Add this to the list of things you probably already know: Volunteering is good for you. Like, seriously good for you. Various studies have shown that spending as little as an hour a week volunteering can:
- Increase your well-being, making you more satisfied with everything about your life: your finances, your health, your accomplishments, your relationships. Basically it gives you a huge self-esteem boost.
- Help you feel more socially connected.
- Reduce depression and loneliness.
- Make you physically healthier.
- Send you a burst of dopamine, the feel-good hormone, to elevate your mood.
For a supposedly selfless behavior, volunteering offers a lot of selfish rewards. But here’s one that most people don’t think about: It can make you feel happier about the place where you live.
Why? For starters, look at that list above. You’re happier and healthier! And one of the main principles of loving where you live that I learned while researching my book This Is Where You Belong is this: When you’re happy and healthy, you also are happy and healthy where you are. Contentment about your life in general tends to spill over into contentment with your surroundings—the rose-colored glasses effect.
Volunteering also increases our social capital by connecting us with new people and boosting the breadth of your relationships. Since friendship is at the top of the list of qualities that make us want to stay in our towns, that can increase place attachment.
Of course, even with all these benefits, only about one in four Americans volunteers nationally. In some cities, like Miami, the figure gets as low as 14 percent. But the more passionately we feel about our town, or on a smaller scale, a particular location in our town (like a library or an art museum), the more likely we are to volunteer.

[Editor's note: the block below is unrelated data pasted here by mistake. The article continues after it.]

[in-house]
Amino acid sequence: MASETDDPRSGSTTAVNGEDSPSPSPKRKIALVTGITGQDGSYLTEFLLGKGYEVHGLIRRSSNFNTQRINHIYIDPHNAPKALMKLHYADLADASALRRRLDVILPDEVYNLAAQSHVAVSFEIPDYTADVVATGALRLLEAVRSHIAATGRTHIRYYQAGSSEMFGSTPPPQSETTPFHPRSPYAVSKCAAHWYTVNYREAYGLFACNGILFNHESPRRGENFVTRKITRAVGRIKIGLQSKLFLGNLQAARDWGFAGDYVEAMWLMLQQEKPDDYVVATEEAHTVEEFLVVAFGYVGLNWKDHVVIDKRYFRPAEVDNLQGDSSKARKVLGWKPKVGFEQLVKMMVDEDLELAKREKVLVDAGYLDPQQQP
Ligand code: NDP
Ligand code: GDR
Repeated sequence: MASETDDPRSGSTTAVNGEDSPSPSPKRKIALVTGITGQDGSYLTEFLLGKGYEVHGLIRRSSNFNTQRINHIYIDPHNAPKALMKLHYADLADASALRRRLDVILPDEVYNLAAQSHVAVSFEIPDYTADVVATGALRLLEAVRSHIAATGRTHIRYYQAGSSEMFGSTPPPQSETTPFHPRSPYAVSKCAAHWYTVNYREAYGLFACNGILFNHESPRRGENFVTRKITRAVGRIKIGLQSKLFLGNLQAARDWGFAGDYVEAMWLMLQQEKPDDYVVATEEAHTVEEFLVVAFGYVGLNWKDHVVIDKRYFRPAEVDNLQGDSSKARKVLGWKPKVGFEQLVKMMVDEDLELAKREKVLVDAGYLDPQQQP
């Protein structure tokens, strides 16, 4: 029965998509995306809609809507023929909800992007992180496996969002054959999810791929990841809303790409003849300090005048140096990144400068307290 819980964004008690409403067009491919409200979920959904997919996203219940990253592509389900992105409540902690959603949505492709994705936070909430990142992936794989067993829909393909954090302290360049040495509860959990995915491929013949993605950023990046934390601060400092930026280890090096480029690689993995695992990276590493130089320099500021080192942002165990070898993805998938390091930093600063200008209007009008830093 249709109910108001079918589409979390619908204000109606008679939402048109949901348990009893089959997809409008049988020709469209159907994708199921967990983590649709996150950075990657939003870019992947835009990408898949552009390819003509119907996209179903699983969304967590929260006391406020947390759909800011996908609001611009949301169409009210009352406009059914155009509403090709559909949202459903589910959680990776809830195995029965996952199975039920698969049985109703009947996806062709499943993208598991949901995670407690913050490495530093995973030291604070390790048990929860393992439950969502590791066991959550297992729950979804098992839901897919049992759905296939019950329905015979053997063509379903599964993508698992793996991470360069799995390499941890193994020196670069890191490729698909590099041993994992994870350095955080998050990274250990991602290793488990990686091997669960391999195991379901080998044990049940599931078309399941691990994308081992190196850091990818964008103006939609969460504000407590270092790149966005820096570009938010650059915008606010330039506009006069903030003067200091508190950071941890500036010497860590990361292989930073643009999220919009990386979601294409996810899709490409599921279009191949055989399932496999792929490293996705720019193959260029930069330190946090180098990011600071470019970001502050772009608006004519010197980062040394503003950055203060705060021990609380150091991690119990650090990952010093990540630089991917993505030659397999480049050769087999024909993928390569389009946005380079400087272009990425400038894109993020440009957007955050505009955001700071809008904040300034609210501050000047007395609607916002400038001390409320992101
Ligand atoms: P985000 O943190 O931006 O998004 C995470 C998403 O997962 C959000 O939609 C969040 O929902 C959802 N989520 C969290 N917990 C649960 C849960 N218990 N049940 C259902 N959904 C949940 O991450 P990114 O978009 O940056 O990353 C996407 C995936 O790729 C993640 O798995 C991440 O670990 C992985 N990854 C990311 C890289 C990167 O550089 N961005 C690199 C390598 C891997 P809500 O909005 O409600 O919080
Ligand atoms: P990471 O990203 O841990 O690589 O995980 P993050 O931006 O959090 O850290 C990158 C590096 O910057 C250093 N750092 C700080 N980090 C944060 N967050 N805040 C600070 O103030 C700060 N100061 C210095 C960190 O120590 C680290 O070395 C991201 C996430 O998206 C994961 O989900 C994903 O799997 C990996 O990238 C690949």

Consider a 2014 study about volunteers at the Yorkshire Sculpture Park in West Yorkshire, England. “Why do I volunteer?” said one woman. “It’s easy. Because I love the place. I love the park, I love the sculpture, the exhibitions which are put on.”
Another person explained how her sense of investment and connection increased as she volunteered there. “Working here made me experience more of the park . . . gradually getting to know it and feeling and understanding more of what it is about.”
One said that because she loved the park so much, she was eager for it to thrive. Motivated by a similar feeling, most volunteers turned into ambassadors for the park or advocates for it. They brought their own friends to visit, both to help the park’s finances and to encourage their friends to fall in love with it the way they had.
All this, concluded study author Saskia Warren, now a lecturer in human geography at the University of Manchester, indicated that “passion or love for a place can motivate volunteers.” And it matches up well with items from the place attachment scale in my book. When we’re very attached to the place where we live, we agree with statements like these:
- I like to tell people about where I live.
- I rely on where I live to do the stuff I care about most.
- I’m really interested in knowing what’s going on here.
- I feel loyal to this community.
- I care about the future success of this town.
When we care about what happens to our town, we step up. We want to fix problems, or help the parts we love become even more lovable. The more we do that, the more we identify with our town. Not surprisingly, volunteers tend to make cities do better as well. Our success and our town’s success are intertwined.
Saskia Warren, “‘I Want This Place to Thrive’: Volunteering, Co-production and Creative Labour,” Area 46, no. 3 (2014): 278–84.
David Mellor et al., “Volunteering and Its Relationship with Personal and Neighborhood Well-Being,” Nonprofit and Voluntary Sector Quarterly 38, no. 1 (February 2009): 144-159.